Meditation for Athletes
By Nicky Ruszkowski
One of the greatest benefits associated with meditation is a reduction in mental and physical stress caused by increased levels of the stress hormone cortisol. This hormone is responsible for many of the harmful effects of stress on the body. These effects can result in poor quality sleep, lead to depression and anxiety, increased blood pressure, decreased libido and lower your ability to concentrate. A review by Goyal et al (2014) that included 47 studies with 3515 participants found that mindfulness meditation programs showed evidence of improving anxiety, depression, and decreasing pain. They found some evidence of improved stress/distress and mental health-related quality of life. Another study (Martires &Zeidler, 2015) examining insomnia and meditation found that participants who meditated fell asleep sooner and stayed asleep longer, compared to those who didn't meditate.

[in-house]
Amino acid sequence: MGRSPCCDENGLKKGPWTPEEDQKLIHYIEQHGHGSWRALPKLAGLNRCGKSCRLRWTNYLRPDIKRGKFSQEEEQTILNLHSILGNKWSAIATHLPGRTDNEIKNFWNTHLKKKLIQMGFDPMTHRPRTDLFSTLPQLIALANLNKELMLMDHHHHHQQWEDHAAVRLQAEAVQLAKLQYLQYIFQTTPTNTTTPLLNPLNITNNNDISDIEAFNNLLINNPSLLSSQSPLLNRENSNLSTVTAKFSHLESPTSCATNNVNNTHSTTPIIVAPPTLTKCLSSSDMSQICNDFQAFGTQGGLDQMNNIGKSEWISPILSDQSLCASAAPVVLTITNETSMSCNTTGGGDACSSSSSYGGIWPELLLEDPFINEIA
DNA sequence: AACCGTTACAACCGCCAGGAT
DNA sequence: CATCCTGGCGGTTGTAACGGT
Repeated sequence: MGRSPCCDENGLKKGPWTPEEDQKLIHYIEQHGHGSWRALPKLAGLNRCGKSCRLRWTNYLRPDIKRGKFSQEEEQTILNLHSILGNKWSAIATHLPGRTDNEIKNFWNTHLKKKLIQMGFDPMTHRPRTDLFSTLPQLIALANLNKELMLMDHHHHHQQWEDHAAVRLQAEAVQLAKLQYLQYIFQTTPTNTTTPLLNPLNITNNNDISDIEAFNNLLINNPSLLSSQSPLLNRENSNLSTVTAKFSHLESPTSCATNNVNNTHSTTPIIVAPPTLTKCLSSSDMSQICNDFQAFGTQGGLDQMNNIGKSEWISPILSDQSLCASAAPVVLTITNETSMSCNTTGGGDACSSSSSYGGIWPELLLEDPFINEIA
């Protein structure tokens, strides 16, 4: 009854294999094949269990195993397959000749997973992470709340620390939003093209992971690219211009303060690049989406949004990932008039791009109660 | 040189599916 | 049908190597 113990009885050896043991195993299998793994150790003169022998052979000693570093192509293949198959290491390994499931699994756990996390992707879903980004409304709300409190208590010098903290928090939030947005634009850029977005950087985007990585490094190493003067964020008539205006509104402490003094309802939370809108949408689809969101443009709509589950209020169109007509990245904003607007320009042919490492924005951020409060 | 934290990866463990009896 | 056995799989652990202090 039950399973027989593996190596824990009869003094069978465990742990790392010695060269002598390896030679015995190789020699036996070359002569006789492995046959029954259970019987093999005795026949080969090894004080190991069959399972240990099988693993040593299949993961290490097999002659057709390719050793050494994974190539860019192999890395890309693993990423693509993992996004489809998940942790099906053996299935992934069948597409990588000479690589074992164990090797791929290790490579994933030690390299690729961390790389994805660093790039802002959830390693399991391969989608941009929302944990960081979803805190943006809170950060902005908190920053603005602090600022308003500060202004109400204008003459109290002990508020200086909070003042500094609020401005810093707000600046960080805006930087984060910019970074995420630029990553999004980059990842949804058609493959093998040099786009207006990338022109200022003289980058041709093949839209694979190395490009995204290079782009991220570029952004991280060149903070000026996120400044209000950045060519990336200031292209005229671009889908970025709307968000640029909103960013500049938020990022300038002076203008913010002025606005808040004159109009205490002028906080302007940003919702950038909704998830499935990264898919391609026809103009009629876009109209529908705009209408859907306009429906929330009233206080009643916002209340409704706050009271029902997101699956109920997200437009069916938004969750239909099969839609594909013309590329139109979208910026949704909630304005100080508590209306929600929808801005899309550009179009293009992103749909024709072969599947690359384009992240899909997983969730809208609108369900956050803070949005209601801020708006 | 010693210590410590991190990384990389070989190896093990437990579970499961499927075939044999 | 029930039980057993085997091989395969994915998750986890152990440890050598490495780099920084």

How to Meditate
If you’re new to meditation, here’s what you'll do. Sit comfortably in a chair or on the floor. You can use a blankets or a cushion to ensure that your back is supported. Close your eyes and take a several slow, deep breaths. You’re working to relax your breathing completely. Now if you’d like, you can add in a mantra, repeat it slowly and steadily, trying to match it to your breath. Once you’ve said it aloud ten times, start to repeat your mantra silently, moving only your lips for another ten times. Finally repeat it internally without moving your lips.
If you decided a mantra wasn’t your thing, then you’re going to count the seconds as you breathe slowly in and out. Breathe in for maybe 4 seconds, then breathe out for 5 seconds. Use the counting of the breath or the mantra as your home base. Now hear this and absorb it...its okay if your mind wanders. Just notice that it happened and so back to your home base.